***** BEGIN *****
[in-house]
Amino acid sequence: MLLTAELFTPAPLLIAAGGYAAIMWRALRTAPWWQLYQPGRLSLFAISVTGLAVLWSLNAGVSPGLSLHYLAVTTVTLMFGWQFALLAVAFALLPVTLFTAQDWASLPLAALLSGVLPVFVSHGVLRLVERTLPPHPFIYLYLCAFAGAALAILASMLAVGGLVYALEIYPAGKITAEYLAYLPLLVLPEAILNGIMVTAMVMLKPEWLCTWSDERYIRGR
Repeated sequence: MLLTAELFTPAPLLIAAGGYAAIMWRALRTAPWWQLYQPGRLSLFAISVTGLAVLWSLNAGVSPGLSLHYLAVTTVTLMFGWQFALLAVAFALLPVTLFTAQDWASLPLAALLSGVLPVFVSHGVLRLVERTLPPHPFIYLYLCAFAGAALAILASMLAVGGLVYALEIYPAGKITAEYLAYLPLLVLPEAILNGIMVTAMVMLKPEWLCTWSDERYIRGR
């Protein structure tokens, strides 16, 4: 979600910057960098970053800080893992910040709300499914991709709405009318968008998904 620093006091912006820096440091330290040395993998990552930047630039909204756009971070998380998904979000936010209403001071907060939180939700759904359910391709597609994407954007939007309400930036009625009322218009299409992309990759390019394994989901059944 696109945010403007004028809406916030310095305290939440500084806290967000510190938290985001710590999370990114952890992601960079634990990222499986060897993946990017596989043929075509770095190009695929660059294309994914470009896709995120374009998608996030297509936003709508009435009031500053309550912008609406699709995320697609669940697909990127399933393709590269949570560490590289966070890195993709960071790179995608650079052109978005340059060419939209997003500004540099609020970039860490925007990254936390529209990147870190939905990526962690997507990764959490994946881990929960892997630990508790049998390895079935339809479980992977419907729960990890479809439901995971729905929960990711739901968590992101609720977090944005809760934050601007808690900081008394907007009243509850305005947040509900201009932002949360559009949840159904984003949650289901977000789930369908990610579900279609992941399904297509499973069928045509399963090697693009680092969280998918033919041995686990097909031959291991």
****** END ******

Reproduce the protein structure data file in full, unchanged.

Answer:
[in-house]
Amino acid sequence: MLLTAELFTPAPLLIAAGGYAAIMWRALRTAPWWQLYQPGRLSLFAISVTGLAVLWSLNAGVSPGLSLHYLAVTTVTLMFGWQFALLAVAFALLPVTLFTAQDWASLPLAALLSGVLPVFVSHGVLRLVERTLPPHPFIYLYLCAFAGAALAILASMLAVGGLVYALEIYPAGKITAEYLAYLPLLVLPEAILNGIMVTAMVMLKPEWLCTWSDERYIRGR
Repeated sequence: MLLTAELFTPAPLLIAAGGYAAIMWRALRTAPWWQLYQPGRLSLFAISVTGLAVLWSLNAGVSPGLSLHYLAVTTVTLMFGWQFALLAVAFALLPVTLFTAQDWASLPLAALLSGVLPVFVSHGVLRLVERTLPPHPFIYLYLCAFAGAALAILASMLAVGGLVYALEIYPAGKITAEYLAYLPLLVLPEAILNGIMVTAMVMLKPEWLCTWSDERYIRGR
């Protein structure tokens, strides 16, 4: 979600910057960098970053800080893992910040709300499914991709709405009318968008998904 620093006091912006820096440091330290040395993998990552930047630039909204756009971070998380998904979000936010209403001071907060939180939700759904359910391709597609994407954007939007309400930036009625009322218009299409992309990759390019394994989901059944 696109945010403007004028809406916030310095305290939440500084806290967000510190938290985001710590999370990114952890992601960079634990990222499986060897993946990017596989043929075509770095190009695929660059294309994914470009896709995120374009998608996030297509936003709508009435009031500053309550912008609406699709995320697609669940697909990127399933393709590269949570560490590289966070890195993709960071790179995608650079052109978005340059060419939209997003500004540099609020970039860490925007990254936390529209990147870190939905990526962690997507990764959490994946881990929960892997630990508790049998390895079935339809479980992977419907729960990890479809439901995971729905929960990711739901968590992101609720977090944005809760934050601007808690900081008394907007009243509850305005947040509900201009932002949360559009949840159904984003949650289901977000789930369908990610579900279609992941399904297509499973069928045509399963090697693009680092969280998918033919041995686990097909031959291991």